"No order on Mr. J. R. Nanavati on behalf of the Respondent agreeing that the clearance of the readymade garments not bearing the mark MEBRO would be allowed on the petitioner depositing with the Excise authorities the payment of duty claimed and such amount should be refunded to the petitioner in case the petitioner succeeds in the petition and such refund shall be made within 4 weeks from the date when the petition is decided by this Court".
7. In view of what we have said herein before, the petitioner is entitled to clear the goods manufactured and which are not marked under a brand name that is a name or other trade mark registered under the Trade and Merchandise Marks Act, 1958. We may make it clear that the stand taken by the respondents that so long as the article falling under Item Nos. 1, 2 and 3, notification Annexure "A" are sold irrespective of the facts whether they are affixed with label "MEBRO" or are not, are liable to pay duty since the petitioner has not got trade mark de-registered cannot be accepted. It is not necessary for the petitioner that he should get the trade mark de-registered in order to claim exemption in respect of the goods which it manufactures and which it markets not under a brand name. Mr. Daru stated that he has obtained licence and, therefore, he is not pressing that relief claimed in the petition.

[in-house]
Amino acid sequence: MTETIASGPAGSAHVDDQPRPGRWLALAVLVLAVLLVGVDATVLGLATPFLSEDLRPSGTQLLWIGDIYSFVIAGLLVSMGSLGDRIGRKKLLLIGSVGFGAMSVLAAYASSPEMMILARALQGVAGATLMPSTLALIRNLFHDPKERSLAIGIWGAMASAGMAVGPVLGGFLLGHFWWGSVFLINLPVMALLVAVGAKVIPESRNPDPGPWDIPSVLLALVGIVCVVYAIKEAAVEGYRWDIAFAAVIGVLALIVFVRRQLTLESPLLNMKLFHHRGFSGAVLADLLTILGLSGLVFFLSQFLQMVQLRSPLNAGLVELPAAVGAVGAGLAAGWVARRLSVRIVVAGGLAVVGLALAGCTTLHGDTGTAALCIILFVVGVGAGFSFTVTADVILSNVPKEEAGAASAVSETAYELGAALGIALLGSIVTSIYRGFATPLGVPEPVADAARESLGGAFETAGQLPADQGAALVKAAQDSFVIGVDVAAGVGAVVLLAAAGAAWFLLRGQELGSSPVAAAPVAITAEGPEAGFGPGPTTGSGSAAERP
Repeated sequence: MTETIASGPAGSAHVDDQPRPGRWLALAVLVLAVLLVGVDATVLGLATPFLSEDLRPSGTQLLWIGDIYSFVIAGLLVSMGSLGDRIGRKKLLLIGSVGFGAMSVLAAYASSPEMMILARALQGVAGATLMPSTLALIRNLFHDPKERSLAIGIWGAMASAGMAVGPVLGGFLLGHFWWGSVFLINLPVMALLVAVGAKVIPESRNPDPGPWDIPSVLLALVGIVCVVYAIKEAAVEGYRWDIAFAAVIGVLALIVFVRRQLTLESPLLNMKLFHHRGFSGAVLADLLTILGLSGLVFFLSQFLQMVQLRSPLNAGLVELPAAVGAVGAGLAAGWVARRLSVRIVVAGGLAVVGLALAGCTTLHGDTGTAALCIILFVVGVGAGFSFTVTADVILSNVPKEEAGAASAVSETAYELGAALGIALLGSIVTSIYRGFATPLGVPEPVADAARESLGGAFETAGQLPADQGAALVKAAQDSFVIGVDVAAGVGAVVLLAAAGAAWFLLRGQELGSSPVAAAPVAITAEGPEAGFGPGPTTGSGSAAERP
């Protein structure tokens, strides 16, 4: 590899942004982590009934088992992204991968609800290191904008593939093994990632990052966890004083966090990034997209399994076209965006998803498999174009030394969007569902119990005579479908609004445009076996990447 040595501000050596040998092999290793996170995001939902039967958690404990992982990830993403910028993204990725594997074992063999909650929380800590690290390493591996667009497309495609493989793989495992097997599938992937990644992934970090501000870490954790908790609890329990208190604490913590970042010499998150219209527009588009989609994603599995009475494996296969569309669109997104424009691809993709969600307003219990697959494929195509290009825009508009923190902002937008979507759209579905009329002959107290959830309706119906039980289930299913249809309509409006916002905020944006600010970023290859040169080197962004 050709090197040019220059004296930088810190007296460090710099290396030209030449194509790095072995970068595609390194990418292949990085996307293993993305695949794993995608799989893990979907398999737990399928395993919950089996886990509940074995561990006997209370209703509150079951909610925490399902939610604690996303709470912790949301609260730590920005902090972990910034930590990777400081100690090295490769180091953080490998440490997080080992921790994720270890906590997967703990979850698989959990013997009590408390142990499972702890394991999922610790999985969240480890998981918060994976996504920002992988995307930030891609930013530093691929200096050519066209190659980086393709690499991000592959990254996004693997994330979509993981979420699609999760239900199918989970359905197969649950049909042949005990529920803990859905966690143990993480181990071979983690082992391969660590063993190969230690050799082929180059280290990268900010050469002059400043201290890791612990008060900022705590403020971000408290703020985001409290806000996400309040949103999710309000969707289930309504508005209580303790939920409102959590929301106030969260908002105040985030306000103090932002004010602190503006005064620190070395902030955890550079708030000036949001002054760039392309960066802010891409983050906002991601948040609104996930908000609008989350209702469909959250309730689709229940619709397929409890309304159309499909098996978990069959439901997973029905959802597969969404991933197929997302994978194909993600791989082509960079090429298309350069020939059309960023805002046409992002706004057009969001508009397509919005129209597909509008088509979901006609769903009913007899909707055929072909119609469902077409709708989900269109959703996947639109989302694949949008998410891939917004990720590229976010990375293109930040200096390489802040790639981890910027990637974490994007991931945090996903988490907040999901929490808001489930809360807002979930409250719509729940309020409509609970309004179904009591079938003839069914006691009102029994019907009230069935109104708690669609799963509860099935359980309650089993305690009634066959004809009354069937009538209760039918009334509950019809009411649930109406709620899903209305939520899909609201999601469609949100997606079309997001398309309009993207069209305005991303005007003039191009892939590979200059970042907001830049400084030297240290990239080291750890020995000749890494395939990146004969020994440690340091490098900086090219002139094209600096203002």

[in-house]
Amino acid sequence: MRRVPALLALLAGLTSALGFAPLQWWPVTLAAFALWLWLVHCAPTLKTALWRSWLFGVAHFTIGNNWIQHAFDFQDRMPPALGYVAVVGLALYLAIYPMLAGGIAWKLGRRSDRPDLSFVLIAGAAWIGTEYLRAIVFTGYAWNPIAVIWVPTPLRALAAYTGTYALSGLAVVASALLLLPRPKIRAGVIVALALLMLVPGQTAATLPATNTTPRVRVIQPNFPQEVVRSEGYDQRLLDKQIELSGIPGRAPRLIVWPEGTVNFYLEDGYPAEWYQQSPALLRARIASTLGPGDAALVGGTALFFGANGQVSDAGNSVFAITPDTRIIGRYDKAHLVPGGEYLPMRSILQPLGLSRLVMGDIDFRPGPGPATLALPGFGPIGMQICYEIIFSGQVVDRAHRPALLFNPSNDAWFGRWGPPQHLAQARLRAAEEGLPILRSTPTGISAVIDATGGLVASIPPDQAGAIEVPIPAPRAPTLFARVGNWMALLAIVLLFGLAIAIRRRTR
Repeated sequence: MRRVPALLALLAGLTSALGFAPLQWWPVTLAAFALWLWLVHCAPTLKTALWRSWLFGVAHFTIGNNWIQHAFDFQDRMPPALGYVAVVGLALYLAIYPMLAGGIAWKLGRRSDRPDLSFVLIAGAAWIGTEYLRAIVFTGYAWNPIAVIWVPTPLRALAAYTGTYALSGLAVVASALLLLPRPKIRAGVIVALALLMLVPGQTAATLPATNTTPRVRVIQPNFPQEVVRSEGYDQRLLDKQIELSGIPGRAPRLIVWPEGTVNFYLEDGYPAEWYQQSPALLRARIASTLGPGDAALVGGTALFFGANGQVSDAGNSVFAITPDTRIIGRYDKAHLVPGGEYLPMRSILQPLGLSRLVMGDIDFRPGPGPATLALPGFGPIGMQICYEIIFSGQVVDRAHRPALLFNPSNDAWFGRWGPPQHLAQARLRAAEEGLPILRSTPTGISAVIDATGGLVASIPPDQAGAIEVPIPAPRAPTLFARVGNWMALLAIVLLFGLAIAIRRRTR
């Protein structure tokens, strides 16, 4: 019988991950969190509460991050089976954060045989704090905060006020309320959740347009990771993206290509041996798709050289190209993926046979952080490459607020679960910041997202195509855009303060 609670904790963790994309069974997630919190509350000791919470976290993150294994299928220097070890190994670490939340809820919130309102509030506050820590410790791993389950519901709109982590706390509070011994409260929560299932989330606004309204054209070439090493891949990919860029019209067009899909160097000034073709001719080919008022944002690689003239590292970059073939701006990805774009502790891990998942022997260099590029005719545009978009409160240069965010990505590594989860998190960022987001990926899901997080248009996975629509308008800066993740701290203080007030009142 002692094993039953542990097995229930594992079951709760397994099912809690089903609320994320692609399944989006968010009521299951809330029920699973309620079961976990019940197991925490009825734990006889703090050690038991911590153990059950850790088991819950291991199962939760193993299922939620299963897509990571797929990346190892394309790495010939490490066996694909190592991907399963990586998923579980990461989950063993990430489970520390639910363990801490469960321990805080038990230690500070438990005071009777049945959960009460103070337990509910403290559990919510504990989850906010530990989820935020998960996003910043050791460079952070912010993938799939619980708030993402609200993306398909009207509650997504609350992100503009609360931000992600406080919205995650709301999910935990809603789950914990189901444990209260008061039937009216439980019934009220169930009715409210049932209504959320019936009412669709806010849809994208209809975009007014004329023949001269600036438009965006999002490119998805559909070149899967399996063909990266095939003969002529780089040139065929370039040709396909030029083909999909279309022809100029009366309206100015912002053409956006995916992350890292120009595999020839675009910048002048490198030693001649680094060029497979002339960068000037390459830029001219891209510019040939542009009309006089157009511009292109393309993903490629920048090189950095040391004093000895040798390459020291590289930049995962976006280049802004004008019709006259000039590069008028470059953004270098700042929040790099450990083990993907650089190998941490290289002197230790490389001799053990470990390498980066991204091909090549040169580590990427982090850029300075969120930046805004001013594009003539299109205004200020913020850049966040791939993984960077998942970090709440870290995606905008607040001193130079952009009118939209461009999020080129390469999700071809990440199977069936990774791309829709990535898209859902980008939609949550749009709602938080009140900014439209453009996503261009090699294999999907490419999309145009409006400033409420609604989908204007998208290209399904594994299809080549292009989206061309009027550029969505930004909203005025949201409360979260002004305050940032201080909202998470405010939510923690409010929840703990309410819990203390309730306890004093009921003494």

8. For the aforesaid reasons rule issued on the petition is made absolute. Respondent No. 2 to pay the costs of the petition to the petitioner.